The honors program at Penn State Wilkes‑Barre provided an additional level of challenge sought by three students who are transitioning to University Park for their third year of college. All three students have been accepted to Penn State’s Schreyer Honors College, consistently recognized as one of the top undergraduate programs in the United States.
The campus program is overseen by Ann Brennan, assistant to the chief academic officer and associate teaching professor of English, and Erin Brennan, assistant teaching professor of business, who are the co-coordinators of the program.
“The honors program allows our students to further develop their critical thinking skills and research methods as they gain a more in-depth knowledge of their field and outside their field,” Ann Brennan said. “It gives them the ability to engage with a vibrant academic community and connect with faculty in meaningful ways.”
Erin Brennan said, “The program affords students a really good opportunity to learn about themselves and just how much potential they have. It teaches them how important it is to become an independent worker and that there are no limits if you put your effort forth.”
For Josh Christ, majoring in electrical engineering; Evan Elko, studying biomedical engineering; and Edward Galonis, majoring in civil engineering, the campus honors program was a way to stand out and distinguish themselves. The three students, graduates of Pittston Area High School, have all been accepted to Schreyer Honors College at University Park. Schreyer is highly selective and students must meet several eligibility requirements, including maintaining a cumulative GPA of 3.40 or higher. Acceptances are determined after a thorough examination of academic achievement, desire, ability and motivation to conduct research, leading to the completion of an undergraduate honors thesis. Students are also selected based on their interest in and aptitude for leadership and civic engagement.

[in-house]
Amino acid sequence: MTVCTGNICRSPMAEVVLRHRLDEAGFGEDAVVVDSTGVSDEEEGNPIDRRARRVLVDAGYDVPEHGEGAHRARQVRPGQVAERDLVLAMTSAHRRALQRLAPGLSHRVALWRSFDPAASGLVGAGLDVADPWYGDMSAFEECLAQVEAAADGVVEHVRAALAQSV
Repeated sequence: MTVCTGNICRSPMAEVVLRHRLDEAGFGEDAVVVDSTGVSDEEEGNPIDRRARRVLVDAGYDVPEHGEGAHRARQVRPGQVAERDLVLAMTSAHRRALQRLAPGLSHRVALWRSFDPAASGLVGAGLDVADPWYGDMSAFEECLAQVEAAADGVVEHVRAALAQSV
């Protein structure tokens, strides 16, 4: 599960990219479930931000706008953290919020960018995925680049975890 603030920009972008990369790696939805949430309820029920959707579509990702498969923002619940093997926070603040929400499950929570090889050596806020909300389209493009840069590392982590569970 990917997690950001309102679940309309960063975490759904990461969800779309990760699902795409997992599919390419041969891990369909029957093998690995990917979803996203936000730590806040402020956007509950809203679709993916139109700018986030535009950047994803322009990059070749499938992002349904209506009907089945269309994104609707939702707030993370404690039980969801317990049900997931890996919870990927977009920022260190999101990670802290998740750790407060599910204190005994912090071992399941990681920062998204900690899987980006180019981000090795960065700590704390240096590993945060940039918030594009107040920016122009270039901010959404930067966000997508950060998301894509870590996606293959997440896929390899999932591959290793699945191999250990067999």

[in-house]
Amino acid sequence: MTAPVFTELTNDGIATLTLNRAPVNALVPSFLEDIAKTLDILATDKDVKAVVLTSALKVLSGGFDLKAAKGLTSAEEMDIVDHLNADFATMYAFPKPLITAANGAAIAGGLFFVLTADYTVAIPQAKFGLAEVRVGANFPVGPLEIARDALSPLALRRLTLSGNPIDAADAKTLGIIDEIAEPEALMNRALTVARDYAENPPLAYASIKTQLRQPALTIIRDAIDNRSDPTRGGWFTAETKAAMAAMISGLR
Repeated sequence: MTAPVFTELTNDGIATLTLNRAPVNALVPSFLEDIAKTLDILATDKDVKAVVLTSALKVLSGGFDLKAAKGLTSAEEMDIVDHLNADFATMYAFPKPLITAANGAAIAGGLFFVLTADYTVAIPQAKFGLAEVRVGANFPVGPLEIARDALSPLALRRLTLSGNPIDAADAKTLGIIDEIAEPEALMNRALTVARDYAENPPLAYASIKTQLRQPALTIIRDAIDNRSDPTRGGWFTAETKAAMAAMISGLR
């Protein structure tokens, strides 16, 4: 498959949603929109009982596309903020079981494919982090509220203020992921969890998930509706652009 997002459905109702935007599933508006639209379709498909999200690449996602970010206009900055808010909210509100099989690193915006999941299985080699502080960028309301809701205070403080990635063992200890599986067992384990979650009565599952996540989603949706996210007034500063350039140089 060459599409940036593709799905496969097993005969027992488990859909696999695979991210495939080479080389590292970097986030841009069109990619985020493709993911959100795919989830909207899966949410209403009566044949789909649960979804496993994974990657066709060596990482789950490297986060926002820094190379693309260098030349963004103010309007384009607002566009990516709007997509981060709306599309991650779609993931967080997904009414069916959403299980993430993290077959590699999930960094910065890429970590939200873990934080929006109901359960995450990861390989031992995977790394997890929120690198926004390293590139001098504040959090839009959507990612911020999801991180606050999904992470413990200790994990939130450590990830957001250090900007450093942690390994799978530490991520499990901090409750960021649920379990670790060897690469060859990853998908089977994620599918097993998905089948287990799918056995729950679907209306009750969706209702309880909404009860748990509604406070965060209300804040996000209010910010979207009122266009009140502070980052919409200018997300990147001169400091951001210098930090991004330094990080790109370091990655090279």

Christ, Elko and Galonis have known each other for years and spent even more time together through the honors program at Penn State Wilkes-Barre. They chose to attend the local campus to stay close to home, save money and have a more close-knit start for their college experience.
“I wasn’t entirely sure what kind of major I wanted, but I wanted to go to Penn State because there is such a wide variety of majors to choose from and Penn State is very well known across the board,” Christ said. “I liked the smaller campus at Penn State Wilkes-Barre and it was a nice transition from high school to college. Being able to commute saved a lot of money and was definitely a smart decision for me.”
Galonis added, “I thought going with the 2+2 program was a good way to start college and stay close to home. It was great to save money and get introduced to school at a smaller campus.”
Elko’s brother, Michael, and two cousins also attended Penn State Wilkes-Barre, so “it was a legacy thing” for him. Michael Elko also participated in the campus honors program and was selected to attend Schreyer Honors College. Knowing his brother’s experience with the honors program at both campuses, Evan Elko wanted to participate and encouraged his friends to join as well.
“In high school I held myself to higher standards, and I knew joining the honors program at Penn State Wilkes-Barre was a good way to keep holding myself to that standard,” said Evan Elko, who graduated high school as valedictorian.
About 25 students participate in the campus honors program each year, taking honors courses or joining meetings. The program also functions with a club aspect for students to gather and have meetings.
“A key point in the past has been a spring break trip, but due to COVID-19, that hasn’t happened since the trip to London in spring 2019. We are hopeful in future years we can get back to that and shape the honors program around the trip,” Ann Brennan said.
For students to join the program at the campus, they need to meet an SAT requirement or have achieved a high school GPA of at least 3.50. At Penn State Wilkes-Barre, they need to maintain a GPA of 3.50 and be active in the program by taking honors enrichment classes and attending honors meetings.
Students work with faculty members to design courses that are challenging and feature more in-depth research and analysis. Their work is often presented at the campus’ Celebration of Scholarship, a research fair held each spring. Christ, Elko and Galonis worked together one year on a project on a Gaussian cannon as part of their physics class.
“These aren’t separate sections of courses. Students work with instructors to create an individualized plan to make it an honors course,” Erin Brennan explained. “We have so many faculty members willing to offer honors options in their classes, and that helps us build a more robust program. We are fortunate to have faculty members willing to take on that extra step.”